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Taking a stand: inside Operation Mobile

It was Canada’s biggest military role in years and it was not only an unqualified success but also underscored a number of historic firsts.

January 12, 2012  By Peter Pigott

It was Canada’s biggest military role in years and it was not only an unqualified success but also underscored a number of historic firsts.

Captain Barrie Ransome, a CP-140 pilot with the Sicily Air Wing, flies over the Libyan coast for the first
intelligence, surveillance and reconnaissance (ISR) mission over Libyan soil. PHOTO: Cpl. Mathieu St-Amour, Canadian Forces Joint Imagery Centre


When Prime Minister Stephen Harper initiated closure activities on Operation Mobile, Canada’s military response to the crisis in Libya last October, it highlighted the range, skill and precision of the country’s winged fighting assets – and the professionalism and commitment of the men and women that keep them airborne.

Canada took a leading role in the UN-mandated, NATO-led operation to protect the people of Libya oppressed by 40 years of leadership under the Moammar Gadhafi regime while also imposing an arms embargo and a no-fly zone.


“The Gadhafis of this world pay no attention to the force of argument,” Prime Minister Stephen Harper declared at the NATO military base in southern Italy, shortly before Gadhafi was captured and killed in a firefight in the city of Sirte. “The only thing they get is the argument of force itself.” With a CF-188 (commonly referred to as the CF-18) fighter aircraft in the background as the PM spoke, the Canadians listening were well aware that they were the actual “argument of force.”

For Canada, military operations in this part of the world had several new “firsts.” Not since the Korean War had a Royal Canadian Air Force (RCAF) fighter aircraft been in action over enemy territory. And on May 12, 2011 when HMCS Charlottetown deployed off Misrata, Libya was attacked by shore-based artillery, it became the first Canadian warship to face hostile fire since the Korean conflict. There were even unconfirmed reports that the JTF2 special forces were on the ground working with the famed British SAS commandos.

The “Arab Spring” movement that began in Tunisia last December overflowed into Libya in January 2011 and rapidly developed into armed rebellion in Benghazi. When Col. Gadhafi’s government responded with systematic attacks by air and ground forces on civilians, the United Nations Security Council reacted with an international arms embargo on Libya and imposed a no-fly zone. In Operation Unified Protector, Canada joined several nations including the United States, the U.K., France, Norway, Belgium, Italy and Spain to contribute aircraft and ships to enforce the UN resolutions. Operation Mobile, the Canadian participation in the military exercise, began on Feb. 25, 2011 and comprised two task forces in the central Mediterranean region, one in Italy and the other a Royal Canadian naval vessel – the HMCS Vancouver and its embarked CH-124 Sea King helicopter. (For more on Canada’s rotary-wing role see the January/February issue of Helicopters magazine.)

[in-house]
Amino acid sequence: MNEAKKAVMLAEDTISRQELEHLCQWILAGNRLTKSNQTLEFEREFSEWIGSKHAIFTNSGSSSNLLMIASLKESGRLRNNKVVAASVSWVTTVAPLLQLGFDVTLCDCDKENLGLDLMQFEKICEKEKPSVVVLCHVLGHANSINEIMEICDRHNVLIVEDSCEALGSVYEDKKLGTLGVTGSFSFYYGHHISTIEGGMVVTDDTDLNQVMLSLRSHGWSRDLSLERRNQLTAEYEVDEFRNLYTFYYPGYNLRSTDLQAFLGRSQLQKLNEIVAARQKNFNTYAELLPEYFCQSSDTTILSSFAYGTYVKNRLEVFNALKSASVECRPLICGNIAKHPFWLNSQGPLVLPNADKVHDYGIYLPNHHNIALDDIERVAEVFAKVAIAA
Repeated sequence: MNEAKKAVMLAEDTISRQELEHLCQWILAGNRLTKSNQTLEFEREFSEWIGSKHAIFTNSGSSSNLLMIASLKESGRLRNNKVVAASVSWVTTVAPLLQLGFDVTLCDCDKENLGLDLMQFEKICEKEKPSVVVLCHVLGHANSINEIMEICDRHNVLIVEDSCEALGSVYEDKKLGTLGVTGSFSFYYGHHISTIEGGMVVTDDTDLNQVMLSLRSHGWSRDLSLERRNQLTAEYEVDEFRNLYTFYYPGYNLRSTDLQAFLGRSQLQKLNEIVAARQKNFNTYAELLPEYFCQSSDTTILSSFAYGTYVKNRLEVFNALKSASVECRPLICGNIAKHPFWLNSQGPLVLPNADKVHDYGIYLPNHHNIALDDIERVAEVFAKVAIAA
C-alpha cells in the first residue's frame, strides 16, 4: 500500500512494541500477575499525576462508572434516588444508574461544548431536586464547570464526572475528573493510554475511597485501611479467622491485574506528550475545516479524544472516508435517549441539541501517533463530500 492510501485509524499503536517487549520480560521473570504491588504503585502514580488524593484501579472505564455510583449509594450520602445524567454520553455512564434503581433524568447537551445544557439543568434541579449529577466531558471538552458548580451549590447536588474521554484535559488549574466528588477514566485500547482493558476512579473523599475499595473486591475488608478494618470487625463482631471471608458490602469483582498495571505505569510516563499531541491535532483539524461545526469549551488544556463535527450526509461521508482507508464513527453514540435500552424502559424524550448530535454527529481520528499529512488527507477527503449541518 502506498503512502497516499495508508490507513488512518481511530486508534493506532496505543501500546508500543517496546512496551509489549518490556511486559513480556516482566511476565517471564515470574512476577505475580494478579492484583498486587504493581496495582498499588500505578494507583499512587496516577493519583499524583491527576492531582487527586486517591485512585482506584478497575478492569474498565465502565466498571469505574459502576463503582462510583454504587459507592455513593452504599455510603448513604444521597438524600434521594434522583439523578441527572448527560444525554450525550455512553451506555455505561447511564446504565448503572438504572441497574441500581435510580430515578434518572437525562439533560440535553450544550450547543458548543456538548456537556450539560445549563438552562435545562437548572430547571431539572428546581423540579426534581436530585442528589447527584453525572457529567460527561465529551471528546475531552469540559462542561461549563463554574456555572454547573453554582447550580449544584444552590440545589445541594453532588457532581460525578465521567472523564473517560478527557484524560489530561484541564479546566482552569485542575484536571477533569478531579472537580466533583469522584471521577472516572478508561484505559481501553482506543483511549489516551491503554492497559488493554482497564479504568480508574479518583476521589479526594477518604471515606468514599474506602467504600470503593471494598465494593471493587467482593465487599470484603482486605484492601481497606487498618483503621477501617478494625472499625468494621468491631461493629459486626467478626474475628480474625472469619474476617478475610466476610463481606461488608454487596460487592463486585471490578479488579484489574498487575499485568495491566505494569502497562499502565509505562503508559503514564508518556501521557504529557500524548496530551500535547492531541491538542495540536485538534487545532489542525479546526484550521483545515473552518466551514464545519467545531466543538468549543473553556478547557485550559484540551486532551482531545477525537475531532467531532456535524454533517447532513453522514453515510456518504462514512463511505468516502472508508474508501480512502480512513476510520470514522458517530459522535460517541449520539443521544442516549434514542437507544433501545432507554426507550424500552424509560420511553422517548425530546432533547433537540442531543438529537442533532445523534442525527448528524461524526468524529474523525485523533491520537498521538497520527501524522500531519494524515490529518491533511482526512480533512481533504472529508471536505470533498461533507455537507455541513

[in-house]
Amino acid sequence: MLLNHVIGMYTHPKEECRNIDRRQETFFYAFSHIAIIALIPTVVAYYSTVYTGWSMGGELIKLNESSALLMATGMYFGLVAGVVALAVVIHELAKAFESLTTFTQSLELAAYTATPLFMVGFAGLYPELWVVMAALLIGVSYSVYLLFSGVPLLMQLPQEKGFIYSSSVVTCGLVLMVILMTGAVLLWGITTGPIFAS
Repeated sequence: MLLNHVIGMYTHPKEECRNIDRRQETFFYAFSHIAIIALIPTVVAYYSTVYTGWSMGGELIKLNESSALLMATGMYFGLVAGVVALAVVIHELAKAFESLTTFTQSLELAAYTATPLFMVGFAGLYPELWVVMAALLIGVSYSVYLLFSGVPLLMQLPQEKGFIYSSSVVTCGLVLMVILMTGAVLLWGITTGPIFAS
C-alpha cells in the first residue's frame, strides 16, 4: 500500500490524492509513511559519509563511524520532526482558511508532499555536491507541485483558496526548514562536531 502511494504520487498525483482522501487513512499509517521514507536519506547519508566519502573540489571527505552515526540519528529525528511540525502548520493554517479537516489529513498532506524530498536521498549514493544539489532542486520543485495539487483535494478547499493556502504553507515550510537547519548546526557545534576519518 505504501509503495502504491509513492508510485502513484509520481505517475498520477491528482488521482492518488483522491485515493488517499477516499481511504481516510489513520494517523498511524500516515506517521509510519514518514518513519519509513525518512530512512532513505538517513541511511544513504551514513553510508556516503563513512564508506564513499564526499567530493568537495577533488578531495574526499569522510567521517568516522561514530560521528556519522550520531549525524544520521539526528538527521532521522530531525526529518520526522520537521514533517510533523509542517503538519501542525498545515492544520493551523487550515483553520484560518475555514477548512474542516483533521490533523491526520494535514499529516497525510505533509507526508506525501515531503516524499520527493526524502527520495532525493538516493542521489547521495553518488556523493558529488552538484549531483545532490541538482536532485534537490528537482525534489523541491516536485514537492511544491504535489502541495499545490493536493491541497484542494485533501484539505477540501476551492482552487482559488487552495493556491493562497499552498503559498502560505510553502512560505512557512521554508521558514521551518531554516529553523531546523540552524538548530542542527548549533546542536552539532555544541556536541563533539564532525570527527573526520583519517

The CF air component assets involved in the operation included:

  • seven CF-188 Hornet fighters
  • two CC-150 Polaris tanker (in-flight refueller)
  • one CC-130J Hercules tanker
  • two CP-140 Aurora maritime patrol aircraft

Commanded by Brigadier-General Derek Joyce, the land-based element of Operation Mobile was Task Force Libeccio, named for the strong southwesterly wind that blows all year in the Mediterranean. The Air Coordination Element was co-located with the NATO Combined Air Operations Centre 5 (CAOC 5) in Poggio Renatico, Italy, providing a direct operational co-ordination link between the CAOC, the Commander Task Force Libeccio, and the Commander of the Sicily Air Wing.

“Within 24 hours of receiving orders for our aircraft to deploy,” said air wing commander Lieut.-Col. Daniel McLeod, “the CC-150Ts were in the air and providing fuel for our CF-188 s to fly across the ocean en route to their final destination of Trapani.” At the Italian Air Force base of Trapani-Birgi on the west coast of Sicily, the wing commander of 37 Stormo and all of his staff went out of their way to accommodate the Canadian presence. Said McLeod: “We enjoy a good rapport with the Italian Air Force, and continued to build this co-operative relationship as we carried on with the mission.”

Staying prepared
Strategic air-to-air refuelling capabilities are an essential part of the expeditionary and completely flexible Canadian Air Force for the 21st century, and they were certainly on display in this conflict. Having air-to-air refuelling capabilities in-theatre allows the CF-188s to spend more time in the air, which gives them greater mission flexibility. McLeod called the CC-150T operations a great example of a multinational, co-operative effort.

Lieutenant-Colonel Daniel McLeod, Sicily Air Wing Commander (left), accompanied by Master Cpl. Sebastien Beaudet, Task Force Libeccio avionics systems technician (right), performs his pre-flight routine. PHOTO: CPL. Mathieu St-Amour, Canadian Forces Joint Imagery Centre


“Every mission, they were available to provide air-to-air refuelling service not only to our Canadian CF-188s if required, but also to compatible aircraft from all other nations that were participating in this important operation,” he said.